We are the Story

by | Feb 29, 2024 | Israel, Trending News

October 7th changed a lot about Jewish life in Israel and the diaspora. Conversations that used to be challenging have become even harder. Students have become confused, conflicted, and pulled by various narratives not knowing what to think. Jewish students have experienced the rise of antisemitism on and off campus in unprecedented fashion. Students feel scared and intimidated about what to believe, where to go, and how to respond. This generation of college students are having to deal with antisemitism and anti-Zionist rhetoric as a reality and not just as a theory.

While the rise of antisemitism and confusion about Israel is pervasive in the lives of students today, another equally powerful phenomenon exists. Jewish students, while confused about Israel and what is happening in Gaza, are searching for community, belonging, and meaning at a higher rate than in the past. In the last academic year, Hillel at William & Mary engaged more than 350 Jewish students on campus. As of Feb. 1, engagement is up more than 25% from this time last year. Jewish students are looking for community and identity now more than ever and Jewish educators need to figure out how to meet that need in the most effective ways possible.

In January, Taglit Birthright Israel chose 20 North Americans and 5 Israeli tour educators to participate in an “Educators Forum.” The forum’s purpose was to bring experienced educators together to evaluate what changes or adaptations should be made to Birthright Israel in a post October 7th world. Should items be added, subtracted, or modified on the trip that would give the participant a better experience? The job of this forum was to attempt to answer some of these questions. I was lucky enough to be part of this prestigious group.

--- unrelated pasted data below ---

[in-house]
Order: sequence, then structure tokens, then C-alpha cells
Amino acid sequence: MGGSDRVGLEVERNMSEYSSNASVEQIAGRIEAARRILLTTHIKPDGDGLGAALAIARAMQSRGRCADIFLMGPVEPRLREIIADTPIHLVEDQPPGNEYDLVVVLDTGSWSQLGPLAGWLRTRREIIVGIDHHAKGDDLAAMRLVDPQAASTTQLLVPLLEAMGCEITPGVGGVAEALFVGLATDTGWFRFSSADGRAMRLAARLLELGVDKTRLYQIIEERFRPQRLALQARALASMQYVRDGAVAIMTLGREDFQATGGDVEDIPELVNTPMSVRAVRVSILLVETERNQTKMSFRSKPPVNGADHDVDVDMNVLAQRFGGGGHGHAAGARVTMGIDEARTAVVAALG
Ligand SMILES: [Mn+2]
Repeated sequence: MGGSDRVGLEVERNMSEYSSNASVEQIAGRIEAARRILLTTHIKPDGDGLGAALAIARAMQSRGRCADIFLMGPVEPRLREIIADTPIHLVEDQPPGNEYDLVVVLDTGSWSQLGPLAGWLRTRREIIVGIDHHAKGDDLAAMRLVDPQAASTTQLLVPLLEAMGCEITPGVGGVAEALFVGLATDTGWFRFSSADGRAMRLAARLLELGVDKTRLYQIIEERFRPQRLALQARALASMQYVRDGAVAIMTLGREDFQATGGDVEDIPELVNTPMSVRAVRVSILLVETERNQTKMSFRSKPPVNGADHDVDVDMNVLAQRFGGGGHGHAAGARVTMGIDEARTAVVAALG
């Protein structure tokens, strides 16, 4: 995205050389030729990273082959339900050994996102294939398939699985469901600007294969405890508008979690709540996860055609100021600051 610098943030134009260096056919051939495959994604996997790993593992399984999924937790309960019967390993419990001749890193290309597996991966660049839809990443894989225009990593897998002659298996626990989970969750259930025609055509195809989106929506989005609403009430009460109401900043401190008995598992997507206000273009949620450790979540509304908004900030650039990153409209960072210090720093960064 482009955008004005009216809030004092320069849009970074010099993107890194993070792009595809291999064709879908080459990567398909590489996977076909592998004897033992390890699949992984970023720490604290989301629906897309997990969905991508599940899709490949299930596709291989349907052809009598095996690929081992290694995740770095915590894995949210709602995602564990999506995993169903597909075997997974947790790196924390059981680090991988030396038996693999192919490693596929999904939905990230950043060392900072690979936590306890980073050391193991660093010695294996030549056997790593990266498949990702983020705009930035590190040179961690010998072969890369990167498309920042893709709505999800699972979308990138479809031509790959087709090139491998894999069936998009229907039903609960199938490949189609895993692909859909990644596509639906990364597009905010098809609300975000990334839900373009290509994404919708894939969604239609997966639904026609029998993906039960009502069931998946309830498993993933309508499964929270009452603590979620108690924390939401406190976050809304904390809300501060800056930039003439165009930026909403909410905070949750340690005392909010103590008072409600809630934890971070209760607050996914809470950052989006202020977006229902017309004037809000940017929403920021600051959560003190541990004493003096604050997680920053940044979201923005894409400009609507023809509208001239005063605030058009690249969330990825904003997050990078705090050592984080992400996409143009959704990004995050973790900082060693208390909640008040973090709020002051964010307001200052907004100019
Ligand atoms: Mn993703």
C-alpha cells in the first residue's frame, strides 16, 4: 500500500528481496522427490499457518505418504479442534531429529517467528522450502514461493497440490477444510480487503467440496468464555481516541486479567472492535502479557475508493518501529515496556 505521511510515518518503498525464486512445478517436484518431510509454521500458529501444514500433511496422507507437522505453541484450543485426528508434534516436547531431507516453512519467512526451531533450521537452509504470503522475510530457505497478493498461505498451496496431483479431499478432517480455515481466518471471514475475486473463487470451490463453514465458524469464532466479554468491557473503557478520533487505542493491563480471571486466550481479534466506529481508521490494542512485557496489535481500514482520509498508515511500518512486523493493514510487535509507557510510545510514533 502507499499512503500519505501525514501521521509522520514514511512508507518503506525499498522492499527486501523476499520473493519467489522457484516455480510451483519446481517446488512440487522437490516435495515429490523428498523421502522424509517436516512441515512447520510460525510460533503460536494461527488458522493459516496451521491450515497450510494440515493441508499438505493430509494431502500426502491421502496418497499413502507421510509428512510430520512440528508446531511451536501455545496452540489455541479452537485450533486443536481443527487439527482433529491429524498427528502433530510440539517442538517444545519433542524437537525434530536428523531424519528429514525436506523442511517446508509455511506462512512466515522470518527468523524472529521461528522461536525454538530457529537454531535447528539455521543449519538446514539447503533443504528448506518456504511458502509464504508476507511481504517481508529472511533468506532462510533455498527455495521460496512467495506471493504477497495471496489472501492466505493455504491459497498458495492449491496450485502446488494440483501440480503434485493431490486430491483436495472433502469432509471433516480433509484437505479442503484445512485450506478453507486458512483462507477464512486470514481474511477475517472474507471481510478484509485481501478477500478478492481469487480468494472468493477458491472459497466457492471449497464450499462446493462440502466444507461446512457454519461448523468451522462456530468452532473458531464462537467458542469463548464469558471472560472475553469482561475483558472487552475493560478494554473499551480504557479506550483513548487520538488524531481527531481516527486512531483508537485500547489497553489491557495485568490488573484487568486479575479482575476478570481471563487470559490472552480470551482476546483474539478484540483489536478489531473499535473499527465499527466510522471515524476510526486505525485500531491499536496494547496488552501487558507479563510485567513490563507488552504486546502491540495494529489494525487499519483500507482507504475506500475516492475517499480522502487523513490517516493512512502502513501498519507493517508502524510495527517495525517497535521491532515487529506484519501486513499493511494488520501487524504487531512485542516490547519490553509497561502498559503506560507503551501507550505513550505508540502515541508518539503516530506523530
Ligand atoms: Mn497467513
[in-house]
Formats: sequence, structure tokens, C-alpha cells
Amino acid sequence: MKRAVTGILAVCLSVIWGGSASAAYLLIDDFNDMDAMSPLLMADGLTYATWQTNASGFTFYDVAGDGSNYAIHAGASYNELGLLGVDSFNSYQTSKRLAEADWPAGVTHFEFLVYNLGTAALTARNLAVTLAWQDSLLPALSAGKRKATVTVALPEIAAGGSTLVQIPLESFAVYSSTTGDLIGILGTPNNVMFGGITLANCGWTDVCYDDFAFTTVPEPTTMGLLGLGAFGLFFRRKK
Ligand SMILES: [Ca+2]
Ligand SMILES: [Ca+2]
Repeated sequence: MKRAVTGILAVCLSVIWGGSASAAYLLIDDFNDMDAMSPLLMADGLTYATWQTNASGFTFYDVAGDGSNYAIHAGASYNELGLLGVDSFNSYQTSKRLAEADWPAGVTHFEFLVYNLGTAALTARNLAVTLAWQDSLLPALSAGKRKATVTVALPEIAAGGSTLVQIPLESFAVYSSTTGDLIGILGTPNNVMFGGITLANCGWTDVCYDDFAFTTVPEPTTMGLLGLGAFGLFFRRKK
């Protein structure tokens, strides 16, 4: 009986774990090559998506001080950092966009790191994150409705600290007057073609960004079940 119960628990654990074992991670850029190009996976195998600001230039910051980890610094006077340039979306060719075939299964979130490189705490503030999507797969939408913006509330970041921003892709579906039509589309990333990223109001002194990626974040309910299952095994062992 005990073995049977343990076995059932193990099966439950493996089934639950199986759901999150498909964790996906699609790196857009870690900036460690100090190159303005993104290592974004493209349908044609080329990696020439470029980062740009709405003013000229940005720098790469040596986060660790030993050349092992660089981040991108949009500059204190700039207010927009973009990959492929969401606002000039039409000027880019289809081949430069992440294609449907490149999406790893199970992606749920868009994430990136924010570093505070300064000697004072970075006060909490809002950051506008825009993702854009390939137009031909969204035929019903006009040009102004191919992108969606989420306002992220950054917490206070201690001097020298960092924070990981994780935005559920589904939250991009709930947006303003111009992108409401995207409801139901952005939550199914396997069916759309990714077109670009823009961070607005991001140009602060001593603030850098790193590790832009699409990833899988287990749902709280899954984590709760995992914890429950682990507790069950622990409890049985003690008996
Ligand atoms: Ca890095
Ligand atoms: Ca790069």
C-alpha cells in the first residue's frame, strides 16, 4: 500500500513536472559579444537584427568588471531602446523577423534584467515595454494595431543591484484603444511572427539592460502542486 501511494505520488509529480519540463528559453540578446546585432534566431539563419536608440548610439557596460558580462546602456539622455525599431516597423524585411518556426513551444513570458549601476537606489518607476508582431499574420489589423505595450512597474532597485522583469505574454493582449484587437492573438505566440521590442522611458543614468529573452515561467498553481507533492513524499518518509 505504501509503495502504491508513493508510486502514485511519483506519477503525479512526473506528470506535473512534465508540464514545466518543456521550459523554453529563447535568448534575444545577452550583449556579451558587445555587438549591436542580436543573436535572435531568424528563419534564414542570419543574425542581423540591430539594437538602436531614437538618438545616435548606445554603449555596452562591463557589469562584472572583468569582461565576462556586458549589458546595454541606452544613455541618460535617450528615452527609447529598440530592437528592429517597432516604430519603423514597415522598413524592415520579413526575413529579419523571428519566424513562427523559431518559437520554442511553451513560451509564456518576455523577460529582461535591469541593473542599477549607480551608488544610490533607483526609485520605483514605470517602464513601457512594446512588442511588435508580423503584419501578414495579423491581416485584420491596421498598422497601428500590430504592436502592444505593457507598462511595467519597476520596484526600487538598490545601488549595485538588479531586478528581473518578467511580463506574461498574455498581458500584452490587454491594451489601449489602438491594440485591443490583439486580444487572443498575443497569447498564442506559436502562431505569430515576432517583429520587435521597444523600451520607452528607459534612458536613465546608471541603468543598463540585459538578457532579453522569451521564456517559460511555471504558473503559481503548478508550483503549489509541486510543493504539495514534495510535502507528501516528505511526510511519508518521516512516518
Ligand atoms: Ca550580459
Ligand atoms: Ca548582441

Shelter where Jews were killed at the Nova site.

The seven days together were amazing. We spent an entire day on the border with Gaza – an opportunity I will never forget. This is especially true as the affected communities will soon be rebuilding, so the rawness of the experience will never be the same. The police tape will be taken down. The half-burned dolls and the melted bikes will be removed. The bullet-riddled mattresses and the ovens with holes made by machine gun fire will be vacated from the half-destroyed homes. The color-coded diagrams on the home exteriors illustrating if there was a dead Israeli or a dead terrorist inside will be washed off. The children’s bedroom that is missing a ceiling because it was blown off by an RPG will no longer exist. The ash still blowing in the streets will be hauled away. The raw evidence of the pogrom will soon be gone and only those relative few witnesses who saw the evidence of the atrocities, and those who were present on October 7th, will be able to personally attest to the horrors of this newest chapter of Jewish history.